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Disney With Disabilities: Enjoying Shows and Parades with the DAS

by Mommy Frog on December 16, 2019 Orlando   Video

Disability Travel Tips

Walt Disney World’s unique approach to accommodations for disabilities means that any guest can enjoy the parks and resorts without worrying about seating, sensory challenges and other common challenges. Disney World offers the Disability Access Service for rides and seating, but families traveling with a disabled child or adult may need more assistance for parades and shows.

We’ve had a frogtastic time touring the parks in a whole new way, thanks to our toadally awesome niece. This sweet and creative froglet is on the autism spectrum, so the sensory challenges of parades and shows can be overwhelming for her. We’ve discovered ways to make the most of the DAS and accommodations offered and to let her enjoy these fun events in her own special way. Today, we’re sharing some of our favorite tips for enjoying Disney World shows and parades with autism, developmental disabilities and other conditions.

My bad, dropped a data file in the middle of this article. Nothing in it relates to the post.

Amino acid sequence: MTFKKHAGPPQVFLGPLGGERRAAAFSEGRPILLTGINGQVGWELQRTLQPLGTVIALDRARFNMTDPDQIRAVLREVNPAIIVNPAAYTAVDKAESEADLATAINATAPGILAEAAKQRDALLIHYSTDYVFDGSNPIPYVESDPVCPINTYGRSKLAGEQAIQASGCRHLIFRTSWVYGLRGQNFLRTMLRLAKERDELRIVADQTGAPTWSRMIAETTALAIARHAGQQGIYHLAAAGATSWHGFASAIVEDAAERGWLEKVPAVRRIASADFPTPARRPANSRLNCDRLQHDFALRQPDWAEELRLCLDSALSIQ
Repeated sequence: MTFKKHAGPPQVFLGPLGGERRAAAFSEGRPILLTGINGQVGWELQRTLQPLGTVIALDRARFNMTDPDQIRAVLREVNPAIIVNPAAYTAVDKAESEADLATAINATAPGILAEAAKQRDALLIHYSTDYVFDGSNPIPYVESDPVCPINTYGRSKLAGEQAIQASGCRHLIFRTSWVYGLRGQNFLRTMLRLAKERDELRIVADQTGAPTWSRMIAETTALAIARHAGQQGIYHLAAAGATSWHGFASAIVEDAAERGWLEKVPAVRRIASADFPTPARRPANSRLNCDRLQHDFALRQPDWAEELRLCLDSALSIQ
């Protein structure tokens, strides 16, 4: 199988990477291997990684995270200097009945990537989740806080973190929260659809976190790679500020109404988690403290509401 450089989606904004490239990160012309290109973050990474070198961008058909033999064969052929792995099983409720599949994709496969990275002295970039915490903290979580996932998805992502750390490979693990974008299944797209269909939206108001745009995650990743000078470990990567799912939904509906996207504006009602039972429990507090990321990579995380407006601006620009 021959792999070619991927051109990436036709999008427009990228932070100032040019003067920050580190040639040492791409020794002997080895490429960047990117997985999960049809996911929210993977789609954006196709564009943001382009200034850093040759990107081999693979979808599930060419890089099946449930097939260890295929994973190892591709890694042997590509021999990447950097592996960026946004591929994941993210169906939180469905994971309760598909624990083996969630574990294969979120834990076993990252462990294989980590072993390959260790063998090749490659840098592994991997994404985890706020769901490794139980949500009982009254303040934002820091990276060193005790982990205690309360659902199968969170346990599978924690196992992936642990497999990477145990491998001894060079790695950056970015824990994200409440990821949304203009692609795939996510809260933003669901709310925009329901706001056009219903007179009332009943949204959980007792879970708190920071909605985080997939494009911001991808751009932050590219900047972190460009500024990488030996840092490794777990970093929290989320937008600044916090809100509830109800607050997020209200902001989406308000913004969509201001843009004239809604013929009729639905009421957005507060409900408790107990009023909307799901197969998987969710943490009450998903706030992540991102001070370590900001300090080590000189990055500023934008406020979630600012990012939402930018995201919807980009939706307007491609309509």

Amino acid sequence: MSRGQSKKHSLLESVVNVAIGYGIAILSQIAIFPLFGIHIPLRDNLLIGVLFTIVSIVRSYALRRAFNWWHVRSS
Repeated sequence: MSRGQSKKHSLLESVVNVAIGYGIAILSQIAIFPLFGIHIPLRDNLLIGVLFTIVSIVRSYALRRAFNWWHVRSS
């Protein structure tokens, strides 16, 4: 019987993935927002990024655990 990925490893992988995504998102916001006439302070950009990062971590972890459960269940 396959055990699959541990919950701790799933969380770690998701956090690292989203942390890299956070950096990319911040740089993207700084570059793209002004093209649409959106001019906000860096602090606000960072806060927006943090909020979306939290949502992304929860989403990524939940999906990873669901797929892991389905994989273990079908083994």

Here’s what we’ve learned while touring the parks with a child on the spectrum:

The DAS Pass is About More than Access

Disney DAS for Shows - Festival of the Lion King

Disney World’s approach to disabilities is about more than just making it easy to wait in line. For guests with cognitive disabilities or those prone to wandering and elopement, the DAS makes it easy for families to keep kids and adults safe while touring the parks.

From the exciting and beautifully performed Festival of the Lion King  at Disney’s Animal Kingdom to seasonal parades like Boo to You and Mickey’s Once Upon a Christmastime at Magic Kingdom, these performances are designed to capture attention and to be full sensory experiences. This means that a quiet room can suddenly erupt into a frenetically paced ensemble dance routine complete with intricate costumes, sudden noises and flashing lights.

While most visitors find the shows to be magical experiences, children or adults with sensory conditions like autism could be overwhelmed and upset by these elements.

Stroller as a Wheelchair Enhances Safety